Access and Functional Needs

Emergencies can intensify existing vulnerabilities and create new ones. Rather than isolating vulnerabilities and disabilities, it is imperative to use a function-based framework to integrate the needs of the Whole Community and provide an inclusive approach to emergency preparedness, response, and recovery planning.

CMIST Framework

The C-MIST Framework is a tool for identifying additional needs of people that must be considered in planning for, responding to, and recovering from a disaster or emergency. The framework, originally developed by June Isaacson Kailes and Alexandra Enders, identifies people based on their specific access or functional need during an emergency, and includes those with temporary needs such as pregnant women, and those who may not identify as having a disability, such as elders, children, and people needing bariatric equipment.

Since its creation, the C-MIST framework has been adopted by various agencies, including FEMA and the Office of the Assistant Secretary for Preparedness and Response (ASPR). The framework used by each agency includes slight modifications, but the core meaning remains the same. The C-MIST framework categorizes functional needs into 5 basic categories: communication, maintaining health, independence, support/services/self-determination, and transportation. The model summarized below is based upon the work of Janice Springer.

Individuals who may have limitations that interfere with the receipt of and response to information including those who are deaf or hard of hearing; speak American Sign Language; have limited or no English proficiency; are blind or have low vision; and/or have cognitive or physiological limitations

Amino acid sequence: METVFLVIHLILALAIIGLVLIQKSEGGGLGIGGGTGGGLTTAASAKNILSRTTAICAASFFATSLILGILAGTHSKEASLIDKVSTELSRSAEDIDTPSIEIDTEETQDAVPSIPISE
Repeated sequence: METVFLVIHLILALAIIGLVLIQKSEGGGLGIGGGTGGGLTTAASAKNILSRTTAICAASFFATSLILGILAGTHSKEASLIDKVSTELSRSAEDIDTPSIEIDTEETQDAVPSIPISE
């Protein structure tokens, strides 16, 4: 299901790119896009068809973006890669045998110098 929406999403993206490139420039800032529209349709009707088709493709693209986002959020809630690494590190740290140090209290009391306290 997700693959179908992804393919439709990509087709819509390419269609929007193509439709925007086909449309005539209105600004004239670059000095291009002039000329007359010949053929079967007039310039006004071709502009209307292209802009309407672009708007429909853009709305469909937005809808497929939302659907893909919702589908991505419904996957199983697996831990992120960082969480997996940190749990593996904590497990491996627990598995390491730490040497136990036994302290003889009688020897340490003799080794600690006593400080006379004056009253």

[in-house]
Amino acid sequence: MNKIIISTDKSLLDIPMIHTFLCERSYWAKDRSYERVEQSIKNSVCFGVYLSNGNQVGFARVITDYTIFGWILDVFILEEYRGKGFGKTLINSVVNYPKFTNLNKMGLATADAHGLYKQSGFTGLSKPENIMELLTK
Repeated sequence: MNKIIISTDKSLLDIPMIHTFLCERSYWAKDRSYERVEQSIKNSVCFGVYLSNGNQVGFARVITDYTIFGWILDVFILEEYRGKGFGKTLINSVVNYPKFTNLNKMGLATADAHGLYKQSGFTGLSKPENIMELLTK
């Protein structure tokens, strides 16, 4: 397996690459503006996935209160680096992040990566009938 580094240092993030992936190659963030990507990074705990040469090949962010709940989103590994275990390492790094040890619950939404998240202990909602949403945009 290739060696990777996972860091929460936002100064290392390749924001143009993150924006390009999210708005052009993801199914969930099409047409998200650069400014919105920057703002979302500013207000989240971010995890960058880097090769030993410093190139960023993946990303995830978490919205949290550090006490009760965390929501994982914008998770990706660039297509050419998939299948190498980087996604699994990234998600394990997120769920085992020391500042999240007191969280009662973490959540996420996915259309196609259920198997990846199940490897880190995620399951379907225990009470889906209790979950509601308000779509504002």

MMedical Needs
Individuals who may require Personal Assistance Services (or personal care assistance) in maintaining their activities of daily living such as eating, dressing, grooming, transferring, and toileting
Individuals who function independently if they have their assistive devices, such as consumable medical supplies (diapers, formula, bandages, ostomy supplies, etc.), durable medical equipment (wheelchairs, walkers, scooters, etc.), and/or service animals
SSupport, Services, and Self-determination*
Individuals with behavioral health needs, those who have psychiatric conditions (such as dementia, Alzheimer's disease, Schizophrenia, severe mental illness), pregnant women, nursing mothers, and infants, and children
Individuals with transportation needs because of age, disability, temporary injury, poverty, addiction, legal restriction, or those who do not have access to a vehicle

* NOTE: The 'S' denotes "Safety, Support Services, and Self-Determination" in FEMA's model; "Services and Support" in ASPR's model; and simply "Supervision" in the original model from Kailes and Enders.

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